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Getting to know Massachusetts Congresswoman Lori Trahan

U.S. Congresswoman Lori Trahan at WBUR's studios in Boston. (Robin Lubbock/WBUR)
U.S. Congresswoman Lori Trahan at WBUR's studios in Boston. (Robin Lubbock/WBUR)

We sit down with Congresswoman Lori Trahan for a wide-ranging conversation on her life, her work, and the things that inspire her political efforts.

Below are highlights from their conversation, which have been lightly edited.

Interview Highlights

On being rooted in her heritage:

"I think a lot of people in Lowell are very much rooted in their heritage. It's an immigrant city. It's one where many waves of people have kind of come through and and found their way.

"If I think about my grandmother, she was a mill girl, worked in a textile mill in Lowell. She worked in several in my lifetime. I've watched those mill buildings that, you know, was literally the start of our industrial revolution. And with so many women workers, I mean, you think about the strikes for, you know, fairer conditions, safer working conditions. Those were born from women immigrants who worked in these mills.

"And my congressional office today is in one of those mill buildings. And so I feel very connected to what my grandmother pursued when she came here and the nobility of her just wanting to provide a better life for her family and for future generations of her family."

On why she decided to run:

"I think my first look back at the Congress was when President Trump got elected. I was very concerned about what would happen to future generations. I was looking in the eyes of my two daughters who were very young at the time and then looked at the Congress as a whole and thought, 'Wow, there aren't as many women as I would have expected.'

"Well, little did I know that there were thousands of women having the same thought bubble across the country. And in 2018, when the opportunity arose, I'll never forget that moment. I was in a hotel room in Seattle, and I had just seen the news that Congresswoman Tsongas was retiring. No one, I think, was expecting her retirement. Certainly I wasn't. But I had a moment of clarity that, you know, you just don't get many of those in your in your life.

"And I called my husband immediately and I told him, I said, 'I'm flying home tonight, but I'm running for Congresswoman Tsongas, the seat I'm going to run.'"

On her work in office:

"I really want to make sure the United States continues to be a leader by example on climate, on health care, on equity, on making sure that women are, you know, paid and treated as fairly as men. I mean, I've got a long list of of goals, but I chip away at them wherever I can find a win. I will take that win and then reassert myself to pushing ahead. But yeah, it can feel daunting because there are so many things where we need to either catch up or lead. But I'm pretty long on energy."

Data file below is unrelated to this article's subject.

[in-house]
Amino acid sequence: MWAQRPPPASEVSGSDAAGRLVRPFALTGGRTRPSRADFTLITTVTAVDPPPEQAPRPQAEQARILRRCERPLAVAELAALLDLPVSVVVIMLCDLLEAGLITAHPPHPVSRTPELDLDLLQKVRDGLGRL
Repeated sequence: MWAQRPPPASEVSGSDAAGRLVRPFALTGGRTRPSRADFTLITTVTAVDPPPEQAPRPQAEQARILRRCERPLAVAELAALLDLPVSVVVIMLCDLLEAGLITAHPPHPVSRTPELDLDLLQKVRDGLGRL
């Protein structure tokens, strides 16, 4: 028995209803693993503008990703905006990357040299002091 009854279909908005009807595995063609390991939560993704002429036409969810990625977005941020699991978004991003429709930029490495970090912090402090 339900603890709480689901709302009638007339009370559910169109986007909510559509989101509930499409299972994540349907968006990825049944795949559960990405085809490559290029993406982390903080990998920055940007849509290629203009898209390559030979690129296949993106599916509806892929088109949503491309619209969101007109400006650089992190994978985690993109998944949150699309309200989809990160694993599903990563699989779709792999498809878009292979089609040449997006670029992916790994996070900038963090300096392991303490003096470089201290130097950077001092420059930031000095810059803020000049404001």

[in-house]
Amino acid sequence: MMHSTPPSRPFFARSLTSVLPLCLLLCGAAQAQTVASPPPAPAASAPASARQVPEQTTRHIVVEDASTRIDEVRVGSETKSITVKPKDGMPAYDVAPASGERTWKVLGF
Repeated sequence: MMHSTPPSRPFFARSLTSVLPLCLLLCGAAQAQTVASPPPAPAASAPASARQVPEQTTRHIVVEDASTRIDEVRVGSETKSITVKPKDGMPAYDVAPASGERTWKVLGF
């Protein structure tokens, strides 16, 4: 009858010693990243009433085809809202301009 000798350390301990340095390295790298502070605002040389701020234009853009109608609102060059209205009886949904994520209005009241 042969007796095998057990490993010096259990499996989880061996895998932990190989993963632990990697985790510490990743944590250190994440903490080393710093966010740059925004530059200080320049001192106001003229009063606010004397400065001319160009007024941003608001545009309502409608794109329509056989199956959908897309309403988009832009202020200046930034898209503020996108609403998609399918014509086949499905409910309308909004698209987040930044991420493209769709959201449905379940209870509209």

On what she's most proud of:

"I'm proud of the fact that I have pushed myself out of my comfort zone a number of times. It's a hard thing to do. I did it when I left politics the first time to go to the tech sector. I did it again when I started my own company with two other women, the consulting company that was really at the end committed to getting more women into leadership roles. And I did it by putting my name on the ballot.

"And I don't believe ... anything comes easy in life. And I think that has been validated by the risks that I've taken, maybe career risks or the personal risks that I've taken in order to go where I've wanted to go.

"And along the way, if I can bring more women to the game, if I can elevate, women so that people see our power, if I can set the conditions so that women can thrive as casually as men have for centuries, I'm going to do that. And so whatever personal risk or personal sacrifice that I've taken on is hopefully something that women writ large benefit from and get a return on."

This segment aired on March 24, 2023.

Tiziana Dearing Host, Radio Boston
Tiziana Dearing is the host of Radio Boston.


Amanda Beland Producer/Director
Amanda Beland is a producer and director for Radio Boston. She also reports for the WBUR newsroom.



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